Homeownership may seem like a wise alternative to renting, but it's not necessarily going to be cheaper -- at least in the short term. If you're like most people and need to take out a loan to buy a house, you'll have to make monthly mortgage payments. It's a common mistake to assume what you can or can't afford. Before you make this decision, take a good, hard look at your income and expenses to find out the truth about what you can comfortably afford to pay every month for the next 15 or 30 years.
The easiest way to do this is to make a budget. This entails listing all your income, including wage and investments as well as all of your expenses, from monthly payments to food and even hair cuts. To figure out how much you can afford per month on something like a mortgage, it's a good idea to measure your budget in what you make and spend in the time span of a month. But just a month of income and expenses will only be a snapshot of your financial picture. Also look at a few months of your financial activity to consider non-monthly expenses like vacations, wedding and birthday gifts.
After you've gathered this information, study it to discover some financial habits you may not have considered before. Am I spending too much on lattes? This may open your eyes to where you are wasting money. As a result, you may decide to save more before purchasing the house of your dreams. Of course, never underestimate the power of habit, and only make realistic expectations about yourself and your ability to cut down on certain expenses.
It may be helpful to include with your budget a list of what you need and want in a house -- from the number of bedrooms to the ideal location. Put these in the order of priority, so you have an organized list to use later on. This step, plus the analysis outlined in Mistake No. 8, will help you set a price range within your means.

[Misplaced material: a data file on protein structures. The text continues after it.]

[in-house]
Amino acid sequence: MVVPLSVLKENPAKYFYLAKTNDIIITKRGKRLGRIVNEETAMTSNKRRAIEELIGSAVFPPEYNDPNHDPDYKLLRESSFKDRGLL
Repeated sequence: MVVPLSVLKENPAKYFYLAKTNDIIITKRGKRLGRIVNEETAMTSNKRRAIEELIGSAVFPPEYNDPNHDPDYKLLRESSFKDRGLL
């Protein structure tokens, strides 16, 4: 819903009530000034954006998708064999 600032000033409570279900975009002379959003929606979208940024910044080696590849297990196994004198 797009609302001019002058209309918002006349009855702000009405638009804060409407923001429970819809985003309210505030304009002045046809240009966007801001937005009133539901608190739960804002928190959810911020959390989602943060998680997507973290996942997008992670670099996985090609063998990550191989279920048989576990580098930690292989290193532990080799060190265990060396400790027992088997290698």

Creating a budget may seem like a tiresome chore or even downright drudgery. But one way to make it fun is to treat it like a game or a mystery that you must solve to find out where your money disappears [source: Barlow].
Some people skip budgeting altogether and just use their current monthly rent payments as a gauge to determine how much they can afford on monthly mortgage payments. However, this could be misleading for a few reasons. First, this simplification would neglect the fact that part of your rent payment includes maintenance costs. Those things that are your landlord's responsibility now, like paying for the repair of a broken dishwasher, will be your financial responsibility when you own a house, and have nothing to do with your mortgage payments [source: Barlow]. Secondly, if you can afford to pay more, you should take the work to find out -- otherwise you may pass up your dream house because you don't realize you can afford it.
Also, when you're finding out what you can afford, keep in mind that emergency expenses pop up occasionally -- like a costly surgery for your family dog or the loss of your job.
Next, we'll talk about another little chore that could save you a lot of money and headache if you address it early.